Soul (Animation, Adventure) (2020)
Director: Pete Docter, Kemp Powers
Writer: Pete Doctor, Kemp Powers, Mike Jones
Stars: Jamie Foxx, Tina Fey, Rachel House, Richard Ayoade
Jazz pianist Joe (Jamie Foxx) has found himself stuck in a rut. Having imagined his life to be a certain way, and never achieving the goals he aspired to; leading him to teach middle school band practice. In a stroke of luck Joe gets contacted by his friend Curly (Ahmir Khalib Thompson "Questlove") who offers him the chance to play in Dorothea Williams' (Angela Bassett) famous jazz quartet. Coming ever closer to realising his dreams, everything gets interrupted when Joe missteps into a pothole, and his soul ends up in a purgatory-like space.
The meticulously stylized Soul is the second animation adventure we're treated to by Pixar this year. Instead of a world stretching adventure as in Onward, we go inward examining how personalities are formed and where the passion of life truly comes from.
The light, cartoony characters, and more realistic cityscapes create a balance while also using an immense amount of subtle visual cues directly pertaining to Joe's character while in the dream-like Great Before and Great Beyond setting. Despite the themes of death it introduces, it is as light-hearted as Pixar films go, becoming a journey of teaching to young and old alike. Within character arcs, the life lessons aren’t all too obvious throughout, yet it does get explained to the main character eventually as he comes to terms everything. The internal structure to the Great Beyond is quite entertaining as personalities like megalomania are seen as a slight, children’s personalities getting assigned by the caretakers willy-nilly. When both the main character of Joe and 22 (Tina Fey) meet, there's a satire about previously deceased historical figures like Sigmund Freud, Muhammed Ali and Mother Teresa. Most children will likely laugh about these cartoon figures blowing their lid while trying to teach the young soul of 22 adults will understand the definitions of the observations made by these characters.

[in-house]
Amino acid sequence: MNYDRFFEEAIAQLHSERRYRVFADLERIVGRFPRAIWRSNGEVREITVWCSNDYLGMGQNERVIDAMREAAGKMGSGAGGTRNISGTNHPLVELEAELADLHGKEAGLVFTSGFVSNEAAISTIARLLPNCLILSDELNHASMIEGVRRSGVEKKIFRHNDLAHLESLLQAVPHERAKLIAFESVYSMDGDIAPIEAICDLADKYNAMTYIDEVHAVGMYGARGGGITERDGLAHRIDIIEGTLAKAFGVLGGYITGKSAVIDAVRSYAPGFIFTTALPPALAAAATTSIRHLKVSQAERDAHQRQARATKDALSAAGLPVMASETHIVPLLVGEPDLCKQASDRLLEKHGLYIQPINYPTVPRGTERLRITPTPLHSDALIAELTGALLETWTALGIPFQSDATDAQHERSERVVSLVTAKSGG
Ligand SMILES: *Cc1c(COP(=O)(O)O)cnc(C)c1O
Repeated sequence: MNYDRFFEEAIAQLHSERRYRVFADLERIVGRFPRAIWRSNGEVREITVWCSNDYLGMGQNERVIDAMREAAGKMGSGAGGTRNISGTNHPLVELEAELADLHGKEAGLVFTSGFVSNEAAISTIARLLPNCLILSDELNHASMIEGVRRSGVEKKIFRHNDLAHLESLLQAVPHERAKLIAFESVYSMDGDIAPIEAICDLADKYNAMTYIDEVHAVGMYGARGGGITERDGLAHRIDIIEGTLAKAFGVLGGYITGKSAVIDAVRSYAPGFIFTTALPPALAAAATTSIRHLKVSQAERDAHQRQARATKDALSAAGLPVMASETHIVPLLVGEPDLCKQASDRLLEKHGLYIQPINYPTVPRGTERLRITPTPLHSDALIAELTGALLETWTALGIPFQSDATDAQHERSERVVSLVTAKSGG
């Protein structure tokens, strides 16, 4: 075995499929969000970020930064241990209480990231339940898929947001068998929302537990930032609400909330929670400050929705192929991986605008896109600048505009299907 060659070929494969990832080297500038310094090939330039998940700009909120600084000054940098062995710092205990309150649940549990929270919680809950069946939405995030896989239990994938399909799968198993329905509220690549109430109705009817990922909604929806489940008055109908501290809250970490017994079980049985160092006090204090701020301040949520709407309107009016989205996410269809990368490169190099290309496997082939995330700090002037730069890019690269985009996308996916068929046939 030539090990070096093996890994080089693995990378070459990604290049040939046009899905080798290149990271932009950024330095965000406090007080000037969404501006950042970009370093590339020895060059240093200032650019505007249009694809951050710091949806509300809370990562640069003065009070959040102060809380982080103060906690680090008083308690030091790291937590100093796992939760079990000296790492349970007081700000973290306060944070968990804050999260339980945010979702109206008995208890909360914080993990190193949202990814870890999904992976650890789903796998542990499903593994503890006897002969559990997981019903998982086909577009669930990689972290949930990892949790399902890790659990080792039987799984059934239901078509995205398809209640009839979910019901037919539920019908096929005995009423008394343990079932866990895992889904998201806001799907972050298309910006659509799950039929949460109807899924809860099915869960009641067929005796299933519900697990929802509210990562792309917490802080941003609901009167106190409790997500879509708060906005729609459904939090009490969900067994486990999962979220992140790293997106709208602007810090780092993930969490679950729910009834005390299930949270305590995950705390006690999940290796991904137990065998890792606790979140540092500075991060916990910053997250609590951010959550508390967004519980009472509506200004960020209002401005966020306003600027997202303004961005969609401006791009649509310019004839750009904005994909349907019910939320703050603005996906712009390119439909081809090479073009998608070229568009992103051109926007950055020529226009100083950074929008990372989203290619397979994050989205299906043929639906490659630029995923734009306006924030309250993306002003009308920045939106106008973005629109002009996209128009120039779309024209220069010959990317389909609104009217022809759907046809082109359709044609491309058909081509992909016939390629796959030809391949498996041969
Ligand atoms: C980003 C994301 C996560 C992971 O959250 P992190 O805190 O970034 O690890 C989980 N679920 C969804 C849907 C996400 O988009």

With the story's development being so focused on life, death and finding the meaning of life, The music fades into the background even though it's widely used in the soundtrack and story content.
Going along with a theme set in other movies in recent history Soul is a portrayal of Afro-American culture, while certainly having a certain appeal shouldn't be defined as a selling factor. Diversity should be cinematically attained naturally, and Soul does this well, not feeling forced to portray a specific culture group yet still doing so, purposefully.
After being introduced to all the intricacies and story elements, Soul handles the ending great, although there might be one change I'd make it was a good way of letting things come full circle.
An animated movie with a Soul of swing.